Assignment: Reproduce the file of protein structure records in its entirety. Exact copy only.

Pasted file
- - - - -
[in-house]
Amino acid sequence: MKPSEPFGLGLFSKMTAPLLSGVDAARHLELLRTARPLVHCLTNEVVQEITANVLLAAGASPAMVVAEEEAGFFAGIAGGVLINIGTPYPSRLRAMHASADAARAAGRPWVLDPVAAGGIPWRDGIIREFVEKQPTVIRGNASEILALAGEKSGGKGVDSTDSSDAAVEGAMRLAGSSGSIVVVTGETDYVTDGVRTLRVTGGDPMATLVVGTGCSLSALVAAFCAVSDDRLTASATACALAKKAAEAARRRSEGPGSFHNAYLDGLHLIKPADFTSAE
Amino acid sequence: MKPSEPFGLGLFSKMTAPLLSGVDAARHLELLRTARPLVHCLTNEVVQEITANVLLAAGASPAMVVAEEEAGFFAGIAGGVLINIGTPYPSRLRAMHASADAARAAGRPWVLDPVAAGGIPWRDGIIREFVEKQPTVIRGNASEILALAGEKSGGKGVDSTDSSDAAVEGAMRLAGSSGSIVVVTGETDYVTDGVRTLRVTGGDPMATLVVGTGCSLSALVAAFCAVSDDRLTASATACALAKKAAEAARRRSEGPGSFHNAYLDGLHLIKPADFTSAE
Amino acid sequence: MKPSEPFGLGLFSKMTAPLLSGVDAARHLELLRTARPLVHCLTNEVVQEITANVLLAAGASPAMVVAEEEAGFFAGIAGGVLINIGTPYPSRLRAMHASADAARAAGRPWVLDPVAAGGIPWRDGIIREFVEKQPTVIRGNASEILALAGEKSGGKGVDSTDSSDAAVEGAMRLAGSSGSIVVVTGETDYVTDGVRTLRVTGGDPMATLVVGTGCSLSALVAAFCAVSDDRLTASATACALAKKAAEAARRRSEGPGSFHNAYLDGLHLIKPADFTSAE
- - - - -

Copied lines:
[in-house]
Amino acid sequence: MKPSEPFGLGLFSKMTAPLLSGVDAARHLELLRTARPLVHCLTNEVVQEITANVLLAAGASPAMVVAEEEAGFFAGIAGGVLINIGTPYPSRLRAMHASADAARAAGRPWVLDPVAAGGIPWRDGIIREFVEKQPTVIRGNASEILALAGEKSGGKGVDSTDSSDAAVEGAMRLAGSSGSIVVVTGETDYVTDGVRTLRVTGGDPMATLVVGTGCSLSALVAAFCAVSDDRLTASATACALAKKAAEAARRRSEGPGSFHNAYLDGLHLIKPADFTSAE
Amino acid sequence: MKPSEPFGLGLFSKMTAPLLSGVDAARHLELLRTARPLVHCLTNEVVQEITANVLLAAGASPAMVVAEEEAGFFAGIAGGVLINIGTPYPSRLRAMHASADAARAAGRPWVLDPVAAGGIPWRDGIIREFVEKQPTVIRGNASEILALAGEKSGGKGVDSTDSSDAAVEGAMRLAGSSGSIVVVTGETDYVTDGVRTLRVTGGDPMATLVVGTGCSLSALVAAFCAVSDDRLTASATACALAKKAAEAARRRSEGPGSFHNAYLDGLHLIKPADFTSAE
Amino acid sequence: MKPSEPFGLGLFSKMTAPLLSGVDAARHLELLRTARPLVHCLTNEVVQEITANVLLAAGASPAMVVAEEEAGFFAGIAGGVLINIGTPYPSRLRAMHASADAARAAGRPWVLDPVAAGGIPWRDGIIREFVEKQPTVIRGNASEILALAGEKSGGKGVDSTDSSDAAVEGAMRLAGSSGSIVVVTGETDYVTDGVRTLRVTGGDPMATLVVGTGCSLSALVAAFCAVSDDRLTASATACALAKKAAEAARRRSEGPGSFHNAYLDGLHLIKPADFTSAE